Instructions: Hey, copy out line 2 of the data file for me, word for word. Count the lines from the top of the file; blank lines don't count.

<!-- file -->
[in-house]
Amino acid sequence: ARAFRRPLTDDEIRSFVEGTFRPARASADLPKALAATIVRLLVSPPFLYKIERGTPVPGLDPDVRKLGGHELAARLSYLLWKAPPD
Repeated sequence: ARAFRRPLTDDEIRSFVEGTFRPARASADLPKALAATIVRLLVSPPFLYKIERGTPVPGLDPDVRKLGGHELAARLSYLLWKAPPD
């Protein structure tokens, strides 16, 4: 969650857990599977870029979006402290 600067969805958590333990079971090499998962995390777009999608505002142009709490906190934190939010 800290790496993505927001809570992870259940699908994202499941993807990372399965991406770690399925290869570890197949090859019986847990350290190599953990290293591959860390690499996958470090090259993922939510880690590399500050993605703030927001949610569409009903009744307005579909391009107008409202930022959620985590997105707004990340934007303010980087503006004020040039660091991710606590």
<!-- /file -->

Amino acid sequence: ARAFRRPLTDDEIRSFVEGTFRPARASADLPKALAATIVRLLVSPPFLYKIERGTPVPGLDPDVRKLGGHELAARLSYLLWKAPPD